The compassion and generosity of the American people is never more evident than during and after a disaster. It is individuals, non-profits, faith- and community-based organizations, private sector partners, and governmental agencies working together that will most effectively and efficiently help survivors cope with the impacts of Hurricane Harvey.

The Alabama National Guard has sent aircraft and crew support to Texas and the state stands ready to send more assistance as requested.

Statement by Alabama Governor Kay Ivey:

“Like all Americans, the people of Alabama are deeply moved by the massive devastation that has affected the state of Texas. We extend our deepest condolences to the families of those lost because of Hurricane Harvey, and especially with the family of Houston Police Sergeant Steve Perez. Our thoughts and our prayers are with all Texans.

“I have reached out to Governor Abbott and pledged the full support of all Alabamians. In the days ahead, we will see the best our nation has to offer, as we join together to support Texas.

“Today, we are reminded that despite our differences, despite our political ideologies, despite what may separate us, each of us are Americans, united by our common heritage and our commitment to liberty as given to every man, woman, and child by Almighty God Himself. Though we never wish for a catastrophic event such as this, it certainly gives us perspective and reminds us of what is important in life.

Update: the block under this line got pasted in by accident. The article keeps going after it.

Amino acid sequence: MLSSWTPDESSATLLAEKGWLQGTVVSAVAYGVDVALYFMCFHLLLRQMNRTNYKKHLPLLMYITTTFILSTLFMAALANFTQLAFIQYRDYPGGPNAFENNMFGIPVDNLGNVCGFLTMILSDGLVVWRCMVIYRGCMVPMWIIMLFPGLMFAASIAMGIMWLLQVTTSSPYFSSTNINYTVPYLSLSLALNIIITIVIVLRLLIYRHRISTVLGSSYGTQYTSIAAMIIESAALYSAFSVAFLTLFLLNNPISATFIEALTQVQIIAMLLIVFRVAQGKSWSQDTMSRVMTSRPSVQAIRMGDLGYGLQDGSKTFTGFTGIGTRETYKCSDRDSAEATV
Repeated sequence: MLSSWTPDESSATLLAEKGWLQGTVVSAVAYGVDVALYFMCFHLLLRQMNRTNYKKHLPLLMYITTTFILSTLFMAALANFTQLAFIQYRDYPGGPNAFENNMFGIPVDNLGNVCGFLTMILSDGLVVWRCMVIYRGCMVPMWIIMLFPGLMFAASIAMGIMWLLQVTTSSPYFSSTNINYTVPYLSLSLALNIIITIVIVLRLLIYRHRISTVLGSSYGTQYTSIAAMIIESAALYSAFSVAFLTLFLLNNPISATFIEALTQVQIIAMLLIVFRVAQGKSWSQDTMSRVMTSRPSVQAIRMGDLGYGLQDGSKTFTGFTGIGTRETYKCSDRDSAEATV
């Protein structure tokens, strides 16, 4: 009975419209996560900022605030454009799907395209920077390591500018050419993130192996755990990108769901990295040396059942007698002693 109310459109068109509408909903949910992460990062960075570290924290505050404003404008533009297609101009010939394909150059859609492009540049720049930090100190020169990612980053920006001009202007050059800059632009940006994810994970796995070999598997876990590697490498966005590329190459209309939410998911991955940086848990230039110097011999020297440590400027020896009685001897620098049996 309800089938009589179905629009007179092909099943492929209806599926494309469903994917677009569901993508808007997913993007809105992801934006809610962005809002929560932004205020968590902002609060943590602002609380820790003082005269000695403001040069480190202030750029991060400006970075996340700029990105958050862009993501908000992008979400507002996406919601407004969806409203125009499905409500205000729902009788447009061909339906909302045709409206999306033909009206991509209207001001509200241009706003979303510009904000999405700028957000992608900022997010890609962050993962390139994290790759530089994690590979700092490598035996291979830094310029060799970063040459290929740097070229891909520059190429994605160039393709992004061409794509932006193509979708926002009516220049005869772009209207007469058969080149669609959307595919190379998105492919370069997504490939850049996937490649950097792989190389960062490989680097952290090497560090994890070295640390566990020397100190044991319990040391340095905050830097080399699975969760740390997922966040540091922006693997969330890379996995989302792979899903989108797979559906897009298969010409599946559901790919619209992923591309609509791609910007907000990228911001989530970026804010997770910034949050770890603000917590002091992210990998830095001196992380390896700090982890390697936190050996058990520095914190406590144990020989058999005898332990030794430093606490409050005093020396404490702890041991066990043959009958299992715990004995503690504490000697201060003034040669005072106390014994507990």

“I am urging all Alabamians to join me in praying for those effected by this tragedy and in considering ways to help with recovery efforts. In addition to supporting worthy causes like the Red Cross and faith-based groups, I encourage everyone to help meet the urgent needs caused by this storm.

“To our friends in Texas, know we are behind you and are here to help.

“May God bless the great state of Texas and those effected by Hurricane Harvey.”

HOW YOU CAN HELP